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Wednesday, June 18, 2014

Change We Can Believe In



Every post of mine is like a Jugal Hansraj movie. So sporadic that everytime I come back, it’s a comeback. Understandably, a lot of water has passed under the bridge since I last wrote. We still had a PM who had more hair on his head than on his face, Karunanithi and Mayawati were thinking which portfolios they would get in the new cabinet, the defence minister and finance minister were two different people (so were the PM and the Gujarat CM) , Bihar still had a chief minister whose name you didn’t have to Google, Sr. Yadav was the most embarrassing CM UP had ever had, West Bengal divisions of Asian Paints and Akzonobel still had White and Blue colours in stock, thirteen IIMs and sixteen IITs were considered aplenty, train was still the cheapest means to reach Kochi from Bangalore, Iraq had only one notable militia: its government, the most gruesome death in Game of Thrones was Ned Stark’s, the two kids in HIMYM didn’t know who their mother was, Sri Lanka didn’t know how to win tournament finals, Mayanti Langer had the best figures in the Binny family, Netherlands was supposed to be van Gaal’s toughest assignment, so many on Twitter had Spanish Flags and Federer as their DPs and you finally thought you had seen the end of Sreesanth on TV. 

But things change, don’t they? We live in a world in transition. So much so that every voter demands change, every politician promises change and every government delivers change: a change of personnel. Yes, ladies and gentlemen, this constant craving for change is what sets us apart from other species. From the average voter to the subziwallah, everybody wants change. When we had very big computers and phones, we wanted small ones. When we finally got small ones, we then wanted big ones. I am sure the sine wave was discovered as a result of curious change-seeking scientists trying to plot a graph of the average screen size of electronic devices on the y-axis and time on the x-axis. Even within electronics, the change is not restricted to screen sizes alone. Remember the good old CRT screen days? That was the era of the Thomsons, BPLs, AIWAs, AKAIs, SANSUIs and ONIDAs; the era of curvilicios televisions. But then could we settle for something that had lasted for so long without suggesting alterations? Hell no! So we invented flat television. Scarlett Johansson gave way to Kiera Knightley. And just when you thought flat television was here to stay, Samsung is now trying to sell curved TVs.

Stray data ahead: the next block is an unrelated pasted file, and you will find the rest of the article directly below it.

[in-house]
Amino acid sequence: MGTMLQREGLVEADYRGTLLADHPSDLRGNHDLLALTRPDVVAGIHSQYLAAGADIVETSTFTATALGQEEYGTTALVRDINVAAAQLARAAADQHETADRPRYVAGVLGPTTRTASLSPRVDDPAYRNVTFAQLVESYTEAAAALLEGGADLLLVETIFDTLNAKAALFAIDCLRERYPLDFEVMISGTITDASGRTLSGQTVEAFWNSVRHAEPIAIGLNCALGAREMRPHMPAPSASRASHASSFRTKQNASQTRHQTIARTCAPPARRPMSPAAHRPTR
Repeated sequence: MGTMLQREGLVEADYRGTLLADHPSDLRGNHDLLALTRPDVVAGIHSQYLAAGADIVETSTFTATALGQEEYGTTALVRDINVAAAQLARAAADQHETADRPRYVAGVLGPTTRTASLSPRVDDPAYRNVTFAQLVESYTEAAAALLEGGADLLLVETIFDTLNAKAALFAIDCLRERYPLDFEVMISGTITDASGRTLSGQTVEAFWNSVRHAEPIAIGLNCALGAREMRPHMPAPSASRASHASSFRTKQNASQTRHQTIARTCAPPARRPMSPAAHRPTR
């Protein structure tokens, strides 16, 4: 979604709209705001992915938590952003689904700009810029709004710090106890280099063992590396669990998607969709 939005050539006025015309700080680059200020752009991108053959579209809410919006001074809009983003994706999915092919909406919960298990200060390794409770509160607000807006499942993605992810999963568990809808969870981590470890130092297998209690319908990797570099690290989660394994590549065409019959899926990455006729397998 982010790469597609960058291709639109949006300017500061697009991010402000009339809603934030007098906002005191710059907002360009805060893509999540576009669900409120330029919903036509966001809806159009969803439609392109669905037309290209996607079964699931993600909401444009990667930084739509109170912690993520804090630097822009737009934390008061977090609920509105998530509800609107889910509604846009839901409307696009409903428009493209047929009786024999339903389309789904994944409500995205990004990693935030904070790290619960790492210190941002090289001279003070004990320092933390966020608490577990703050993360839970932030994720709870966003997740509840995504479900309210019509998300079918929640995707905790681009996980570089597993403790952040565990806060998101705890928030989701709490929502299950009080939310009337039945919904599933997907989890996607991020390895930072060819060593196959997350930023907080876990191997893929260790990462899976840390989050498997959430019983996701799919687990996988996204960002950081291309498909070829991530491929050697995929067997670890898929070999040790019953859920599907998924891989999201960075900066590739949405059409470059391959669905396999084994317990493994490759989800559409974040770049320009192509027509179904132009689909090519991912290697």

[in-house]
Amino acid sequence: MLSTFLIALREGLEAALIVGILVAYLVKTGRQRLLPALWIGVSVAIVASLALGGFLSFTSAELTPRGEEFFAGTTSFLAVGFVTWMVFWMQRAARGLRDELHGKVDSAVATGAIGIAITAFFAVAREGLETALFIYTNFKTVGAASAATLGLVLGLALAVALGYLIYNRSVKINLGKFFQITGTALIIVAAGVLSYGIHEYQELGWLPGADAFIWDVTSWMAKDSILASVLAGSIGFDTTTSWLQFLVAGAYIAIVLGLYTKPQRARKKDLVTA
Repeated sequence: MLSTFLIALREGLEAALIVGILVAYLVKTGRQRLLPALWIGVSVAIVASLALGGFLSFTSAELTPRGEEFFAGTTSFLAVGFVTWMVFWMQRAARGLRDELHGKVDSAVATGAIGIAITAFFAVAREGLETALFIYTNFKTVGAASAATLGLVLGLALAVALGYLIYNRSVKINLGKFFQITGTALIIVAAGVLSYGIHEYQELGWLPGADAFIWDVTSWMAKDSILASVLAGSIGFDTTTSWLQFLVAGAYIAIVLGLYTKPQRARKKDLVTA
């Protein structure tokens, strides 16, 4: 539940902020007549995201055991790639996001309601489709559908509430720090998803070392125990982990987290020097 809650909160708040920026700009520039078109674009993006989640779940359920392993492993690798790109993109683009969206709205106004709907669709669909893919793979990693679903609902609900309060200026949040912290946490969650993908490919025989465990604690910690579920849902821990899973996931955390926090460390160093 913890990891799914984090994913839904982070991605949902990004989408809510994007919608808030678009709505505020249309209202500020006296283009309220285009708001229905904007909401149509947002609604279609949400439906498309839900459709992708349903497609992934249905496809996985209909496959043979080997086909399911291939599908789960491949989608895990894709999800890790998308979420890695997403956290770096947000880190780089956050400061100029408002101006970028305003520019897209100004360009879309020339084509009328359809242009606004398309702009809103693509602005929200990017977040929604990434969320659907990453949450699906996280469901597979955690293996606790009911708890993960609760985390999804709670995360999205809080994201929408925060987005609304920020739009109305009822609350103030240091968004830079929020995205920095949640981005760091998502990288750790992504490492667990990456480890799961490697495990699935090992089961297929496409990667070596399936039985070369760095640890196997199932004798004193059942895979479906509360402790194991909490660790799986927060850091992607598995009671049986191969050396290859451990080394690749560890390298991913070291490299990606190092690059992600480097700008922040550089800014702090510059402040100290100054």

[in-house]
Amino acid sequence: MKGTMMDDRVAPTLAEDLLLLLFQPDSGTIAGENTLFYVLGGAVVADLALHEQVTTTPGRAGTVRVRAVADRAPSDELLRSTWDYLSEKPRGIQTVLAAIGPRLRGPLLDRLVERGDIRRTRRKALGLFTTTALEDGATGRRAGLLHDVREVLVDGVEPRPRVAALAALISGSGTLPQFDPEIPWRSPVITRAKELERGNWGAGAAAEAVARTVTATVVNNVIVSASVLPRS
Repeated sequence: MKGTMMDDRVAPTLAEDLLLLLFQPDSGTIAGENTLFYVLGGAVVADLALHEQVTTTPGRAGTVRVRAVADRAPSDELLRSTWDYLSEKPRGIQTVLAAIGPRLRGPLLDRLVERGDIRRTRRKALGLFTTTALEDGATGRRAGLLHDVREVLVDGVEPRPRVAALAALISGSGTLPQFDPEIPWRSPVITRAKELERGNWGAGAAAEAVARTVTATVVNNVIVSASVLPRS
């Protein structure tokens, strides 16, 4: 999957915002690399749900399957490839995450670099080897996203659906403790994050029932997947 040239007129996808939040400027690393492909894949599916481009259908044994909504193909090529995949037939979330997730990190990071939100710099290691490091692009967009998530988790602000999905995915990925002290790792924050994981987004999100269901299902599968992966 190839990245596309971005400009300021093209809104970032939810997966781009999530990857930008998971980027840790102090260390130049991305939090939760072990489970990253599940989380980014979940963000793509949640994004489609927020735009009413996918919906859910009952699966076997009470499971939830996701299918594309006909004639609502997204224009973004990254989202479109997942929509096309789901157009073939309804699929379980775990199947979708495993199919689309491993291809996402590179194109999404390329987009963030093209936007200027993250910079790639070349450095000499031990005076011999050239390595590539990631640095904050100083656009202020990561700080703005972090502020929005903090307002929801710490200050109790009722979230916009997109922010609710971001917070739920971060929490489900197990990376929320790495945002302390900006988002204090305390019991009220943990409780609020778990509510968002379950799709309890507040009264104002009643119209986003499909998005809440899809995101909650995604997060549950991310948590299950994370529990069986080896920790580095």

I am sure, somewhere in her Malibu penthouse, Scarlett just winked.

The need to change isn’t restricted to the accessories we use. The rot runs much, much deeper. While travelling, those with confirmed seats in AC bogies want to peek out of the compartment doors while ticketless travellers want to rest their butts on air-conditioned seats. Those on the upper birth want erect postures while sitting while those with lower births want the no-nonsense comfort of the upper birth. In flights, those who chose the window seats now want the leg space of the aisle and those who opted for the leg space now find the scenery ever so attractive. The poor fellow on the middle birth always wants change. 

People who owned two wheelers now want four wheelers while those who owned four wheelers now think four are two wheels too many. Women are proud of well toned bodies while certain men flaunt their 56-inch chests.

Prime Ministers are becoming Presidents and Presidents becoming Prime Ministers. Batsmen are turning their arms over and bowlers are flexing the willow. Off-spinners are bowling doosras and leggies bowling googlies. Fast-bowlers are bowling slower ones and spinners bowling arm-balls. Strikers are finding the midfield more challenging with the midfielders becoming more attacking. The lunatic is adding method to his madness while the methodical is throwing caution to the wind.  

Clearly, such changes aren’t limited to our lives alone. They have had an irreparable and indelible impact on art and literature as well. While it has helped in coining of new terms such as anti-incumbency, at the same time, it has made redundant others such as status quo. It has made immortal lines such as ‘the times they are a changing’ while made others such as ‘change is constant’ paradoxical, because truly speaking, nothing is. Remember Calculus from High-School? Wonder if teachers still deduct marks for skipping the constant you needed to add after Integration.

With the Left looking Right and the Right looking further Right; the East looking West and West looking East, at least we’re all headed in the same direction. South.    

1 comment:

  1. wow .. this is so good.. So many unsaid thoughts ..blended well..

    ReplyDelete